How qualitative methods can show value of libraries : results from an unusual study

Marica Šapro-Ficović

Abstract


During the Homeland War in Croatia (1991-1995) numerous cities were attacked and their cultural institutions, including libraries were damaged or even destroyed. Some of these cities were under lengthy siege and constant shelling, but life in them went on. The part of that life were libraries; despite difficult conditions, they worked and were open to the public.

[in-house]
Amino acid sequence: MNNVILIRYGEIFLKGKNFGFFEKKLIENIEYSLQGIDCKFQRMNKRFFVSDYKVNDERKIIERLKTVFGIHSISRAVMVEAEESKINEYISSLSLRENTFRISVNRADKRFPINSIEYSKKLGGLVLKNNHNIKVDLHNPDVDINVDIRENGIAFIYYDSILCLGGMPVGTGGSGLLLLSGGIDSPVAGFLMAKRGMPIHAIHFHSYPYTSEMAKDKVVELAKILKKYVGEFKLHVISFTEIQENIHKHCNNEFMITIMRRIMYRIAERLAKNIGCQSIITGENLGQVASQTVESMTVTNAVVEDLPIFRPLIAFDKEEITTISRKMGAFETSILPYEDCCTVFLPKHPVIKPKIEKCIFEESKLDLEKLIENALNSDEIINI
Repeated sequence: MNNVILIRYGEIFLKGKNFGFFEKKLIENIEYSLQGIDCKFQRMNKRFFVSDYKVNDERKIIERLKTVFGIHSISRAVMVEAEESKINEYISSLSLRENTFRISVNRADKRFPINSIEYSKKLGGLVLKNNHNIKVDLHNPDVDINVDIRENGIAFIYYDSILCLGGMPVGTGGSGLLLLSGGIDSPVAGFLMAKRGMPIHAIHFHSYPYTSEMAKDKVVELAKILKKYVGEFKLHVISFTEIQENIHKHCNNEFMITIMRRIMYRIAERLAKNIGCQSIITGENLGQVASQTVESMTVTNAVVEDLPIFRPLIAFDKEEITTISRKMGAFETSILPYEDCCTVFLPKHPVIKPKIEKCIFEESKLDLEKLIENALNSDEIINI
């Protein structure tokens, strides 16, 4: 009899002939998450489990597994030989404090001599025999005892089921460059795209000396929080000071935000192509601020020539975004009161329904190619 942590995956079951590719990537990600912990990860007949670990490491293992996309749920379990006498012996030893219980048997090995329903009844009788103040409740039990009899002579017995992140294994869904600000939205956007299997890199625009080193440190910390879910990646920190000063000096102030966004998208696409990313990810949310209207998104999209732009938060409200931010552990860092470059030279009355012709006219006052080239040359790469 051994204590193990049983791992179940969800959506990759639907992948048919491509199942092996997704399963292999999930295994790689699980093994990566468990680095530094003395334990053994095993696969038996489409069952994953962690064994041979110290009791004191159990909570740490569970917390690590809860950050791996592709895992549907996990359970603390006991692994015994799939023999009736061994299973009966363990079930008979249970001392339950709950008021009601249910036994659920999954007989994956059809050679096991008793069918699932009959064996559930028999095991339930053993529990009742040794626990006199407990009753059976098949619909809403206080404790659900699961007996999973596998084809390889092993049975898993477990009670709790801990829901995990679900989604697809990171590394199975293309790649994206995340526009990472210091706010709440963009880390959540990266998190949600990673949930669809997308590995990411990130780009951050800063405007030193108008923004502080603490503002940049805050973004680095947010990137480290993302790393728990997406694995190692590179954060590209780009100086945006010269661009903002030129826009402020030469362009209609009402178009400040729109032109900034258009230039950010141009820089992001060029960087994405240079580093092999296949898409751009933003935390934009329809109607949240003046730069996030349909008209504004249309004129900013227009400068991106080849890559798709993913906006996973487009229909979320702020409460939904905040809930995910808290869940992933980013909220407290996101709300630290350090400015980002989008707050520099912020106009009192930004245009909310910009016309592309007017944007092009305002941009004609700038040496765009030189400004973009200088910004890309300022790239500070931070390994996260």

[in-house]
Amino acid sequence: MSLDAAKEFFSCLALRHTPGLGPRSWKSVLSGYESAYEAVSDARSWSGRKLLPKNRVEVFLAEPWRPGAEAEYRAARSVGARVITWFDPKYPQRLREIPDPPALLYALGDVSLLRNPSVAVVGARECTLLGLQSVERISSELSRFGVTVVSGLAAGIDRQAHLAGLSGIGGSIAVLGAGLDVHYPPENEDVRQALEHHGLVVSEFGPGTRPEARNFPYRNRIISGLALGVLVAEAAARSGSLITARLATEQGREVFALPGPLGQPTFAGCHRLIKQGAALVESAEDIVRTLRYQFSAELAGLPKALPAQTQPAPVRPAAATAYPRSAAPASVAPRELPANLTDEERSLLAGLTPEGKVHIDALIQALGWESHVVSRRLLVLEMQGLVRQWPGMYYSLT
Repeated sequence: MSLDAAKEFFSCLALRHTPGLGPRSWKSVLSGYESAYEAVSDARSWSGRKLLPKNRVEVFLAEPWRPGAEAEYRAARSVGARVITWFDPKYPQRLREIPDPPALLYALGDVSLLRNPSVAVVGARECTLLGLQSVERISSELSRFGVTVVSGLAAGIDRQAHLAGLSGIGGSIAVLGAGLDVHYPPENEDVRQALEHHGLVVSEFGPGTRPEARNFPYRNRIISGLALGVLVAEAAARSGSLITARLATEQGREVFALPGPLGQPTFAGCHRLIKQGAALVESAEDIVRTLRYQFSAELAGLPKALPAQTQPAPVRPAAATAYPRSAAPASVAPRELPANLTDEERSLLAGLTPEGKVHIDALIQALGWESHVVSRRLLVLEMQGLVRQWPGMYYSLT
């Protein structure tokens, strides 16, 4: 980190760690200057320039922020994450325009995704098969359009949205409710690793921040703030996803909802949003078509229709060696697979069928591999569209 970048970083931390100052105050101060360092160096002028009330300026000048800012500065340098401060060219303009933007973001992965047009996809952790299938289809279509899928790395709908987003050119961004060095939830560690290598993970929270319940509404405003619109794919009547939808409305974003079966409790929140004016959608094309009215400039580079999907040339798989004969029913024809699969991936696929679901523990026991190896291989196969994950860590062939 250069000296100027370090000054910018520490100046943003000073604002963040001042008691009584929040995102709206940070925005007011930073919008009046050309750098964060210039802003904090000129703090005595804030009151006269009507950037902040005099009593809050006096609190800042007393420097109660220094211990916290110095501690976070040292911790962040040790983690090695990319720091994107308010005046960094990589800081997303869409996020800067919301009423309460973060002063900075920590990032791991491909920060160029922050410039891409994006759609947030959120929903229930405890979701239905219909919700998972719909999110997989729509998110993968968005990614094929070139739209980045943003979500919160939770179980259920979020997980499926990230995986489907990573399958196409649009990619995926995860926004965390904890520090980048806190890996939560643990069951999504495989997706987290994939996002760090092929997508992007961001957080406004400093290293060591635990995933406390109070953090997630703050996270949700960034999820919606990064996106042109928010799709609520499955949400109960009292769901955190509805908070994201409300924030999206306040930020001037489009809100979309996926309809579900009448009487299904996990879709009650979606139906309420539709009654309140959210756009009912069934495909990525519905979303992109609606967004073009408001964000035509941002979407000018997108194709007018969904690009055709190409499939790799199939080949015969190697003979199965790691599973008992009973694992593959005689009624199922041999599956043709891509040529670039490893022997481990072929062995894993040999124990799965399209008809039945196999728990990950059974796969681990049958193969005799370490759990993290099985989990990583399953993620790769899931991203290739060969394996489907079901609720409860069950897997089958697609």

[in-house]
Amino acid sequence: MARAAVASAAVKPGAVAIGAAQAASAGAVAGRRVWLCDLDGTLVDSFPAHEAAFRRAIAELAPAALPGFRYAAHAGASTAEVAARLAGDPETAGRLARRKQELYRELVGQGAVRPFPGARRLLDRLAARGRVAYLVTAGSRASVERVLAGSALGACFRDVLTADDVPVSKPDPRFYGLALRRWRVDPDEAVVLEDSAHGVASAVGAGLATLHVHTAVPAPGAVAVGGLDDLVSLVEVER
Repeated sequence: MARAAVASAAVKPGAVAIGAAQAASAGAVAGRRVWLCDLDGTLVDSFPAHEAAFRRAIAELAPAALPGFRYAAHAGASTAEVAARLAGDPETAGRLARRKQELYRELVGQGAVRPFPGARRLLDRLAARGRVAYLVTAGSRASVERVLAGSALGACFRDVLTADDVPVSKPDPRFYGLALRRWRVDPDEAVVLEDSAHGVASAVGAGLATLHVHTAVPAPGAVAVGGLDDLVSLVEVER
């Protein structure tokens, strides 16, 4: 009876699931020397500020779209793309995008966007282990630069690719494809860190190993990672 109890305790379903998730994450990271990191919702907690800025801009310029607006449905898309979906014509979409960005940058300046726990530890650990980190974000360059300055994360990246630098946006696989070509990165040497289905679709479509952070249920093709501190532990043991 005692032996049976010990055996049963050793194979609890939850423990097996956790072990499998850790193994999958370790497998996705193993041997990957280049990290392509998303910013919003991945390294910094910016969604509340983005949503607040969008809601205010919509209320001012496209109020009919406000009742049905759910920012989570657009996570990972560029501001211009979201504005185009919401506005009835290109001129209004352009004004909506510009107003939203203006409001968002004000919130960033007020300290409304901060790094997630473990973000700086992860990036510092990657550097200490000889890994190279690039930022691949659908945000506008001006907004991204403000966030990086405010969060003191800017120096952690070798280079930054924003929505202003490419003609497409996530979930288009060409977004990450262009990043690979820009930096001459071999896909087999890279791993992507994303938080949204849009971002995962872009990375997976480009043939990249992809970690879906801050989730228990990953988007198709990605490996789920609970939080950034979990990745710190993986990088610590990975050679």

The purpose of this research is to apply a number of qualitative methods in order to explore the life and work of libraries, librarians and users in cities that were under siege during the Homeland war in Croatia. Among others, the objectives are to collect and organize recollections and reflections from librarians about their work in the cities under siege, describe the users and the use of libraries in conditions of war, and contribute evidence about the social role and value of libraries. Theoretical and practical framework incorporates a variety of qualitative methods and approaches: oral history for collection and study of historical information about events as recalled by participants; grounded theory for analysis of collected interviews; and the notion of social capital for a general valuation of libraries. Ten cities under siege throughout the country, involving 14 libraries, were included in this study. Some of these cities were under total siege for a long period of time, others were under partial siege but regularly attacked, shelled and bombarded; one city (Vukovar) was totally leveled, library included. In all these cities libraries functioned during the time of the siege; however, in some of them, libraries were closed for a short period of time. Altogether 50 librarians and 17 library users were interviewed – they provided records of oral history about their recollection of the events and library services and use under siege. All participants, librarians and library users, were presented with information about the topic of the interview and purpose and objectives of the study and signed a statement of informed consent. Interviews were semi structured, digitaly recorded, and then transcribed for analysis. Altogether, there were some 54 hours of interviews, with some 435,000 words when transcribed. Following grounded theory, analysis consisted of developing codes about the content of utterances and then coding the utterances in each interview. Finally, codes were cumulated showing the results with comments and illustrative examples quoting directly from interviews. Ten main categories were derived, each with a number of subcategories. The main categories for results are: General context: war situation in the city; Work of libraries just before the attack; Work of libraries during attacks; Librarians: their work during attacks; Users during attacks; Use of the library; Suffering the consequences of attacks; Value of libraries; Retrospectively: current thoughts and feelings about that time; and General thoughts. The presentation shows some of the main findings – all generalized from oral histories, with particular emphasis on findings that refelct on value of libraries.

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